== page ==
INDIANAPOLIS – Indiana will use a new drug as part of its lethal injection protocol whenever it carries out its next execution, a prison spokesman said.
A nationwide shortage of thiopental sodium has forced states that conduct lethal injection executions to search for alternatives, and Indiana has settled on a barbiturate anesthetic in the same class called Brevital, Indiana Department of Correction spokesman Doug Garrison told the Post-Tribune.
Oklahoma’s botched execution of convicted murderer Clayton Lockett on April 29 touched off a national debate over the death penalty. Because of opposition to the death penalty by suppliers of thiopental sodium, Oklahoma experimented with a sedative called midazolam as part of its three-drug protocol when it executed Lockett. Lockett died of an apparent heart attack 43 minutes after the start of his execution.
The three-drug protocol Indiana uses starts with Brevital, followed by pancuronium bromide and potassium chloride. Indiana has a sufficient supply of drugs for an execution, Garrison said.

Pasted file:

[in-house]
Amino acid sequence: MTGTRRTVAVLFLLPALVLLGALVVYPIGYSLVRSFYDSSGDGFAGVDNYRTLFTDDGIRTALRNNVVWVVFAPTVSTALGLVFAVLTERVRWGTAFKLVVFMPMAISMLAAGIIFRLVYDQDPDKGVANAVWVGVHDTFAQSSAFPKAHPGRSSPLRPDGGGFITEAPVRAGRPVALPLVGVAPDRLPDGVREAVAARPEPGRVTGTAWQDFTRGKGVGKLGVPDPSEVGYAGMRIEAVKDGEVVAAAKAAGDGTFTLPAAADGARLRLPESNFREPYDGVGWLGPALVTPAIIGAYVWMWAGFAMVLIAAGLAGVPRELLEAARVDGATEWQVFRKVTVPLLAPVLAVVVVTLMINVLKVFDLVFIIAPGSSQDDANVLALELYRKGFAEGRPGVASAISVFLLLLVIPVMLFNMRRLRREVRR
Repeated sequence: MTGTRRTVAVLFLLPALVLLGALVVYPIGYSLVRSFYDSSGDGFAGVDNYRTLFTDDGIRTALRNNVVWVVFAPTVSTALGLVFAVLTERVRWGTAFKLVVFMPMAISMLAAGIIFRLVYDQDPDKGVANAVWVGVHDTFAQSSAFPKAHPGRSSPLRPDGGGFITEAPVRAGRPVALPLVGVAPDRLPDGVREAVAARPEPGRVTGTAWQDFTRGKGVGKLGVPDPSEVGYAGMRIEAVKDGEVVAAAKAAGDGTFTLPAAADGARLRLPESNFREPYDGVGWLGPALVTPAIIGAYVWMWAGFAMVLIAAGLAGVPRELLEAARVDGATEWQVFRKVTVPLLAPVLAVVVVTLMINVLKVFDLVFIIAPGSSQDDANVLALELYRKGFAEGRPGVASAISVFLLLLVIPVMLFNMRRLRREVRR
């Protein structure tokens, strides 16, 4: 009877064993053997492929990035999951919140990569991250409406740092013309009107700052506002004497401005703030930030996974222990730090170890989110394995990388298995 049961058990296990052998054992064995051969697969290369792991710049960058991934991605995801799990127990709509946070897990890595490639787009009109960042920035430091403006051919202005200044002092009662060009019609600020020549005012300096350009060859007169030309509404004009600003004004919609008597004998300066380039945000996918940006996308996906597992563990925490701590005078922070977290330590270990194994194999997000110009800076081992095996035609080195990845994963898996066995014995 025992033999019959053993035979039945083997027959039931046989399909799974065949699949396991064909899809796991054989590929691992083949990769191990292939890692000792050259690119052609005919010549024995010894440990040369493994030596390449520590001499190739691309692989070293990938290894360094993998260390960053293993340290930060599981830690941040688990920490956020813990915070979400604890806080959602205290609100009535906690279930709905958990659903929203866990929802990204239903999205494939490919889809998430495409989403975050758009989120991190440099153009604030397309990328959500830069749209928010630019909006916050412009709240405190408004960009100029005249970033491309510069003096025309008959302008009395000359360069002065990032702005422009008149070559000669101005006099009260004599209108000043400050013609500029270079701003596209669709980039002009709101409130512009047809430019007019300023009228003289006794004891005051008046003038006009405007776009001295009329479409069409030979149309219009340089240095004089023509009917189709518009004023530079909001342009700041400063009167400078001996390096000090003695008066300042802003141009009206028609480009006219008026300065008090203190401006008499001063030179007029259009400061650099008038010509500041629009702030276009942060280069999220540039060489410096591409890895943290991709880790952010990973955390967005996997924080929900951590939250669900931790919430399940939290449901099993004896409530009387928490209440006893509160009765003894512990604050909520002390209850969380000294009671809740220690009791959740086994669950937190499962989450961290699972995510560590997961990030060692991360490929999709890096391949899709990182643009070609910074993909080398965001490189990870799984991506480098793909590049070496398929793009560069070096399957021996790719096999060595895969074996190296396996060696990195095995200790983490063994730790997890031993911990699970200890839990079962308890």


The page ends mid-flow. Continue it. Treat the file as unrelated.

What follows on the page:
It could be this year, he said.
Thirteen inmates are on the state’s death row at the Indiana State Prison in Michigan City, but none has an execution date. Garrison said the inmate closest to having an execution date set is Michael Overstreet. Overstreet was convicted in the 1997 slaying of 18-year-old Franklin College student Kelly Eckart.
Overstreet’s appeals are nearly exhausted, and a ruling is expected soon on his latest challenge claiming that he’s mentally incompetent to be executed.
Indiana is one of 32 states with the death penalty. Indiana has executed 20 men since 1976, when the U.S. Supreme Court lifted the ban on capital punishment. Indiana’s last execution was Dec. 11, 2009, when Matthew Eric Wrinkles was put to death for the 1994 slayings of his wife, her brother, and a sister-in-law in Evansville.